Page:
Searching case law can take a lot of time. Start with BC Supreme Court and Appeal Court of BC and search hard. Use cases with the outcomes you want and similar facts to your situation.

If you find cases, be sure the decision was not over-turned by a Supreme Court of Canada case. If you don’t find cases, search BC Provincial Court.

Only use cases from other provinces if you cannot find BC court cases. 

The next most important consideration is the level of the court and the location. In Canada, higher level courts can change the decisions made by lower lever courts. Decisions from the same, or a higher-level court, are binding on lower level courts.

The Supreme Court of Canada (SCC) is the highest court in Canada. In BC, the order of the courts is: the Court of Appeal, Supreme Court and then, Provincial Court. If you can’t find a decision from the Supreme Court of Canada or from a BC court, you can search courts from other provinces. However, decisions from different provincial courts are not binding on BC courts. Those decisions may or may not be followed.

When searching for case law, select decisions from the courts in this order:

  1. Supreme Court of Canada
  2. BC Courts: Appeal, Supreme, Provincial Court
  3. Courts from other provinces (higher is better)

Case Study

Image you are preparing for a trial in BC Provincial Court.

There is a law that states: You must have some trees in your front yard.

What does “some” mean? The law isn’t clear. So you research case law. You find 2 cases.

  • Case 1: Alberta Supreme Court says “some means at least 3 trees”.
  • Case 2: BC Supreme Court says “some means at least 1 tree”.

Which case is best?

ANSWER: The most important case will be the BC Supreme Court case. That case is binding on BC Provincial Courts. Thus, according to BC case law, you must have at least one tree in your front yard. The BC Provincial Court judge will not need to follow Case 1, but s/he may consider it.

If you had found a Supreme Court of Canada case that said “some means at least 2 trees,” you would select that case because it is from a higher level of court. The judge would need to consider this case.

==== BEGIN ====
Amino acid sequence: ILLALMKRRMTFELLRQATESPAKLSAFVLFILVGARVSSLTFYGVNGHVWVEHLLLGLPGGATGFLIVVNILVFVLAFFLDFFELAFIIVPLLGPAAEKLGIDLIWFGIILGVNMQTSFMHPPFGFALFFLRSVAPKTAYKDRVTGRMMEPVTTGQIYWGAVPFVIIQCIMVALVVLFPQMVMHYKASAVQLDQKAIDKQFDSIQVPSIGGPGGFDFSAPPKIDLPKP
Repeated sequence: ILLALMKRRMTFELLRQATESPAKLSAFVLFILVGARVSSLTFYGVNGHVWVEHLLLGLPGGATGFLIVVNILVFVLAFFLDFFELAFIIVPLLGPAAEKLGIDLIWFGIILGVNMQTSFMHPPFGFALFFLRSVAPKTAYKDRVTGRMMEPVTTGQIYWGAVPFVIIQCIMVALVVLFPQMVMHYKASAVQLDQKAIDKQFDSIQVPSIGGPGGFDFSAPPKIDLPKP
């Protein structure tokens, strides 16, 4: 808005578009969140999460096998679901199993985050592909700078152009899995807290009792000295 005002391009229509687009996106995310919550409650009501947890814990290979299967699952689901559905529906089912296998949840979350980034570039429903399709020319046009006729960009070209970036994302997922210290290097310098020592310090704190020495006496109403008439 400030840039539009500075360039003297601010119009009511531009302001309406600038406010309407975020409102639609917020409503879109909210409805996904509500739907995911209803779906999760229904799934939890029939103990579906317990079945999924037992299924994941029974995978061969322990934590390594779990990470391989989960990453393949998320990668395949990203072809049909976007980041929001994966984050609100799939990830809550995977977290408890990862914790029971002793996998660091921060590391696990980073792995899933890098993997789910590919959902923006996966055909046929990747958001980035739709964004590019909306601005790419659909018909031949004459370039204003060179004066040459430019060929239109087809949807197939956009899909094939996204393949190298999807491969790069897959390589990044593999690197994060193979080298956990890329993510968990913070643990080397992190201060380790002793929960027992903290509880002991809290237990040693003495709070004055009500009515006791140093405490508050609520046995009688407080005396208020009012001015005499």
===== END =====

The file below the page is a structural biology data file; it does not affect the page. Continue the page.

4) The Date

Lawyer’s Tip:

Check to see if there are dissenting judgments. This means that other, similar cases came to a different conclusion.

Higher level courts that disagree with a case may make a different decision. This would over-turn the earlier case.

The date of the decision is the final consideration when selecting cases. Keep in mind that each of the other three points is a higher priority than this one.

What happens if you find two decisions from the same level of court with similar facts and outcomes? Look at the date. Select cases where the decision is most recent. A judge will consider a decision from last year more than a decision from the 1990s.

Note that in BC, the Family Law Act became law in March 2013. If you are using the FLA in your case, be very careful about choosing cases that were decided before 2013.

Also, make sure the decision hasn’t been over-turned. When a decision is over-turned, it means that a court has ruled that the decision is no longer good law. Over time, our society changes and so does the interpretation of laws. Be careful when using any case that is more than 20 years old. The law may be out of date and the interpretation of the law may have been over-turned.


It’s helpful to have a basic knowledge of what the leading cases around your issues say. For a summary of some leading Family Law Act cases see JP Boyd on Family Law. Be sure to check that there haven’t been any newer cases that overrule these cases.